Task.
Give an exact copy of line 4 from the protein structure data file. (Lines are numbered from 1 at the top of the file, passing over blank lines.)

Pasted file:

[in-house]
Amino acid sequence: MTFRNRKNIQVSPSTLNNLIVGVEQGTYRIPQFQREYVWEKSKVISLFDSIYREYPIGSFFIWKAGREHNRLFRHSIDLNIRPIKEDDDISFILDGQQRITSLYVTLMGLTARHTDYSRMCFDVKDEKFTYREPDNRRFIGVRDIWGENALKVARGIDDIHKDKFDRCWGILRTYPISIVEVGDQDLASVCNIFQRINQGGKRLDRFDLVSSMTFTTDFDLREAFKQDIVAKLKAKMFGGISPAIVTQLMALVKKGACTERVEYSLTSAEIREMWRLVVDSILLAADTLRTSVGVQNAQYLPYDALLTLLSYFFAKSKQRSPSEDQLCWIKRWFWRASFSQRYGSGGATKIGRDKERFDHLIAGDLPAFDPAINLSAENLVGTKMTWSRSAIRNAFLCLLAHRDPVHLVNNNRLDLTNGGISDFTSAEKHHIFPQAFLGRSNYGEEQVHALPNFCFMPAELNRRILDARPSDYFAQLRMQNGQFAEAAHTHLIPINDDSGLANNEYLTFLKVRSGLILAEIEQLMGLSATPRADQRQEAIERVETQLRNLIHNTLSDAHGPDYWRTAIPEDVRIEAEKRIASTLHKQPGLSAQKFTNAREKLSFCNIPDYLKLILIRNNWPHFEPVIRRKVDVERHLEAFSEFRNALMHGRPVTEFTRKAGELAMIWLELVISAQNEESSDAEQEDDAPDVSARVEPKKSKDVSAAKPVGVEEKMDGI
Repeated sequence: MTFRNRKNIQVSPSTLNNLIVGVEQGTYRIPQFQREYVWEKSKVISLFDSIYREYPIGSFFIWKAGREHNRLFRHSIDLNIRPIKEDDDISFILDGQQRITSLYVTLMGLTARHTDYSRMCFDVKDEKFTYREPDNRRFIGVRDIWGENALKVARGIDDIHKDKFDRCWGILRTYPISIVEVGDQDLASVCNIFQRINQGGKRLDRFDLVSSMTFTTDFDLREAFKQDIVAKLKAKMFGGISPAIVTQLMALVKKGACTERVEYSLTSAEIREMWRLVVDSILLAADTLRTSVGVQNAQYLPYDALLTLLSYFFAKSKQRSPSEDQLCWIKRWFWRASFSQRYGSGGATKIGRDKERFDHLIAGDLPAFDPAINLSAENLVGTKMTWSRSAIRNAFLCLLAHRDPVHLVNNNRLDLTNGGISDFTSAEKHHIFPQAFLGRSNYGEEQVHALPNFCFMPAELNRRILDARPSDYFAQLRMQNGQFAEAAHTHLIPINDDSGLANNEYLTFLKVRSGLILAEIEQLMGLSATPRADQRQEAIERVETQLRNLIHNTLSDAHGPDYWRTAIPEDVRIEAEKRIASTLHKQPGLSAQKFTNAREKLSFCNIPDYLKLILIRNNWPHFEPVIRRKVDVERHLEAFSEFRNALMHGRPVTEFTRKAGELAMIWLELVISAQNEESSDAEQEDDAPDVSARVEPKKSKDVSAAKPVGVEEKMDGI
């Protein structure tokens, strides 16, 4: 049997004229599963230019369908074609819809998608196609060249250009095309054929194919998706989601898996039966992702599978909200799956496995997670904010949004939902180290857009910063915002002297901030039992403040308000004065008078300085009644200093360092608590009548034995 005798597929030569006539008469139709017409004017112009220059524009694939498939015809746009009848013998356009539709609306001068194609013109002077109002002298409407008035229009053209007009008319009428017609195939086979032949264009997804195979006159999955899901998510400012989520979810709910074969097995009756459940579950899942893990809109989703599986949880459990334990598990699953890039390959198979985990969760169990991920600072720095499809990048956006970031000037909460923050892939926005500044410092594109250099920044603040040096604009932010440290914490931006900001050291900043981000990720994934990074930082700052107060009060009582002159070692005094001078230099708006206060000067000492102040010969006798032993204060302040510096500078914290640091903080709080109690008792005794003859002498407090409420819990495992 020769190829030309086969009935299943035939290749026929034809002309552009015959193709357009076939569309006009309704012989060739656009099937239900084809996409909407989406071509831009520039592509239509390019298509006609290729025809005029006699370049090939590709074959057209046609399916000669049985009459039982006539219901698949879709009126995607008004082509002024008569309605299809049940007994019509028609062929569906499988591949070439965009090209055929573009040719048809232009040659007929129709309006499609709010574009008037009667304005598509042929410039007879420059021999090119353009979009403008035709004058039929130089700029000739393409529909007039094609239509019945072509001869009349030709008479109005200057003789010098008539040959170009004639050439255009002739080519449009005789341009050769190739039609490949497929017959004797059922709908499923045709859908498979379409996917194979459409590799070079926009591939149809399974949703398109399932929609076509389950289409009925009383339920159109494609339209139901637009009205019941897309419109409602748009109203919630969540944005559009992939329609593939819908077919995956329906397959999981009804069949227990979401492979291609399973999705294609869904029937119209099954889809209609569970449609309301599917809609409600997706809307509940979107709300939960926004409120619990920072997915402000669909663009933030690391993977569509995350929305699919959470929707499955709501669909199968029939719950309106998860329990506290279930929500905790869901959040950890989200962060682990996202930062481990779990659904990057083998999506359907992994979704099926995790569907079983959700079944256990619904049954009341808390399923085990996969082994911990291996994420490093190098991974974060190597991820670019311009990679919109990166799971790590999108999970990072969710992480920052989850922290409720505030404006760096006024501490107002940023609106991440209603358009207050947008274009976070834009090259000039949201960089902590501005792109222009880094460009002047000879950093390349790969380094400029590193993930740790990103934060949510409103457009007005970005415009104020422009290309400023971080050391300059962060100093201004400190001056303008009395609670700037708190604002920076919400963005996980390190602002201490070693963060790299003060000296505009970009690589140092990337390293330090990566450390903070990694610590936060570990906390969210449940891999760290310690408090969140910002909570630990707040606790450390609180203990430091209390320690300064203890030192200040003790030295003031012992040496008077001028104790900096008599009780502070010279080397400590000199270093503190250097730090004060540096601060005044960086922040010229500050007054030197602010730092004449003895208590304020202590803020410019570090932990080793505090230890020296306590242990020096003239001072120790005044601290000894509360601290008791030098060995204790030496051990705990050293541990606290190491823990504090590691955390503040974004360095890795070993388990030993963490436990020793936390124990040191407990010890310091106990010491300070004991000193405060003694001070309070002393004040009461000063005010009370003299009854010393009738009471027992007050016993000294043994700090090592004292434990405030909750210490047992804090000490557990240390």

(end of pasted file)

């Protein structure tokens, strides 16, 4: 049997004229599963230019369908074609819809998608196609060249250009095309054929194919998706989601898996039966992702599978909200799956496995997670904010949004939902180290857009910063915002002297901030039992403040308000004065008078300085009644200093360092608590009548034995 005798597929030569006539008469139709017409004017112009220059524009694939498939015809746009009848013998356009539709609306001068194609013109002077109002002298409407008035229009053209007009008319009428017609195939086979032949264009997804195979006159999955899901998510400012989520979810709910074969097995009756459940579950899942893990809109989703599986949880459990334990598990699953890039390959198979985990969760169990991920600072720095499809990048956006970031000037909460923050892939926005500044410092594109250099920044603040040096604009932010440290914490931006900001050291900043981000990720994934990074930082700052107060009060009582002159070692005094001078230099708006206060000067000492102040010969006798032993204060302040510096500078914290640091903080709080109690008792005794003859002498407090409420819990495992 020769190829030309086969009935299943035939290749026929034809002309552009015959193709357009076939569309006009309704012989060739656009099937239900084809996409909407989406071509831009520039592509239509390019298509006609290729025809005029006699370049090939590709074959057209046609399916000669049985009459039982006539219901698949879709009126995607008004082509002024008569309605299809049940007994019509028609062929569906499988591949070439965009090209055929573009040719048809232009040659007929129709309006499609709010574009008037009667304005598509042929410039007879420059021999090119353009979009403008035709004058039929130089700029000739393409529909007039094609239509019945072509001869009349030709008479109005200057003789010098008539040959170009004639050439255009002739080519449009005789341009050769190739039609490949497929017959004797059922709908499923045709859908498979379409996917194979459409590799070079926009591939149809399974949703398109399932929609076509389950289409009925009383339920159109494609339209139901637009009205019941897309419109409602748009109203919630969540944005559009992939329609593939819908077919995956329906397959999981009804069949227990979401492979291609399973999705294609869904029937119209099954889809209609569970449609309301599917809609409600997706809307509940979107709300939960926004409120619990920072997915402000669909663009933030690391993977569509995350929305699919959470929707499955709501669909199968029939719950309106998860329990506290279930929500905790869901959040950890989200962060682990996202930062481990779990659904990057083998999506359907992994979704099926995790569907079983959700079944256990619904049954009341808390399923085990996969082994911990291996994420490093190098991974974060190597991820670019311009990679919109990166799971790590999108999970990072969710992480920052989850922290409720505030404006760096006024501490107002940023609106991440209603358009207050947008274009976070834009090259000039949201960089902590501005792109222009880094460009002047000879950093390349790969380094400029590193993930740790990103934060949510409103457009007005970005415009104020422009290309400023971080050391300059962060100093201004400190001056303008009395609670700037708190604002920076919400963005996980390190602002201490070693963060790299003060000296505009970009690589140092990337390293330090990566450390903070990694610590936060570990906390969210449940891999760290310690408090969140910002909570630990707040606790450390609180203990430091209390320690300064203890030192200040003790030295003031012992040496008077001028104790900096008599009780502070010279080397400590000199270093503190250097730090004060540096601060005044960086922040010229500050007054030197602010730092004449003895208590304020202590803020410019570090932990080793505090230890020296306590242990020096003239001072120790005044601290000894509360601290008791030098060995204790030496051990705990050293541990606290190491823990504090590691955390503040974004360095890795070993388990030993963490436990020793936390124990040191407990010890310091106990010491300070004991000193405060003694001070309070002393004040009461000063005010009370003299009854010393009738009471027992007050016993000294043994700090090592004292434990405030909750210490047992804090000490557990240390």